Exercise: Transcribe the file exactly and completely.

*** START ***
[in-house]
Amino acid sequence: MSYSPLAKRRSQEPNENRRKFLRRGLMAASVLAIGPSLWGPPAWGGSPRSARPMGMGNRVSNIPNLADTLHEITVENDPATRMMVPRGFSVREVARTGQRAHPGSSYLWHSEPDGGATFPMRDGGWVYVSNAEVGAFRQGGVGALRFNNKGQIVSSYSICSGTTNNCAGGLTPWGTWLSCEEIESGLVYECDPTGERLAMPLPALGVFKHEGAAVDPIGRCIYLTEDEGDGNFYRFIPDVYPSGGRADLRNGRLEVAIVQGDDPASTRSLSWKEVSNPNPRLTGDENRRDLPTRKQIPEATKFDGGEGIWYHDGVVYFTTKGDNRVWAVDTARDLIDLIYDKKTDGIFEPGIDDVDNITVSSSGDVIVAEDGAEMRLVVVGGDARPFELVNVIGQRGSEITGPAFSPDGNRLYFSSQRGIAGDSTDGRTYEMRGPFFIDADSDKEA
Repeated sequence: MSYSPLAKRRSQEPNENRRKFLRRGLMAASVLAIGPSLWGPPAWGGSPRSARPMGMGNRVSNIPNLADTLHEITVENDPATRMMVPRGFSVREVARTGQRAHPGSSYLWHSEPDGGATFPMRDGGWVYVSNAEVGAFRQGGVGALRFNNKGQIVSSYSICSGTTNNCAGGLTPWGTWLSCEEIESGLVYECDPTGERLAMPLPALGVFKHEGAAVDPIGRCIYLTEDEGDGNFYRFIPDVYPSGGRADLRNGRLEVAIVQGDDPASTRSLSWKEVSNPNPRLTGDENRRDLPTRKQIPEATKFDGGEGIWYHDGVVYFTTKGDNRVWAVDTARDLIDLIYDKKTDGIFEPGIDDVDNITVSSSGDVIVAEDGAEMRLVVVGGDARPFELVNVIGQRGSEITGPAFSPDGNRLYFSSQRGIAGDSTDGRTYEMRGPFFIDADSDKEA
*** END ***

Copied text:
[in-house]
Amino acid sequence: MSYSPLAKRRSQEPNENRRKFLRRGLMAASVLAIGPSLWGPPAWGGSPRSARPMGMGNRVSNIPNLADTLHEITVENDPATRMMVPRGFSVREVARTGQRAHPGSSYLWHSEPDGGATFPMRDGGWVYVSNAEVGAFRQGGVGALRFNNKGQIVSSYSICSGTTNNCAGGLTPWGTWLSCEEIESGLVYECDPTGERLAMPLPALGVFKHEGAAVDPIGRCIYLTEDEGDGNFYRFIPDVYPSGGRADLRNGRLEVAIVQGDDPASTRSLSWKEVSNPNPRLTGDENRRDLPTRKQIPEATKFDGGEGIWYHDGVVYFTTKGDNRVWAVDTARDLIDLIYDKKTDGIFEPGIDDVDNITVSSSGDVIVAEDGAEMRLVVVGGDARPFELVNVIGQRGSEITGPAFSPDGNRLYFSSQRGIAGDSTDGRTYEMRGPFFIDADSDKEA
Repeated sequence: MSYSPLAKRRSQEPNENRRKFLRRGLMAASVLAIGPSLWGPPAWGGSPRSARPMGMGNRVSNIPNLADTLHEITVENDPATRMMVPRGFSVREVARTGQRAHPGSSYLWHSEPDGGATFPMRDGGWVYVSNAEVGAFRQGGVGALRFNNKGQIVSSYSICSGTTNNCAGGLTPWGTWLSCEEIESGLVYECDPTGERLAMPLPALGVFKHEGAAVDPIGRCIYLTEDEGDGNFYRFIPDVYPSGGRADLRNGRLEVAIVQGDDPASTRSLSWKEVSNPNPRLTGDENRRDLPTRKQIPEATKFDGGEGIWYHDGVVYFTTKGDNRVWAVDTARDLIDLIYDKKTDGIFEPGIDDVDNITVSSSGDVIVAEDGAEMRLVVVGGDARPFELVNVIGQRGSEITGPAFSPDGNRLYFSSQRGIAGDSTDGRTYEMRGPFFIDADSDKEA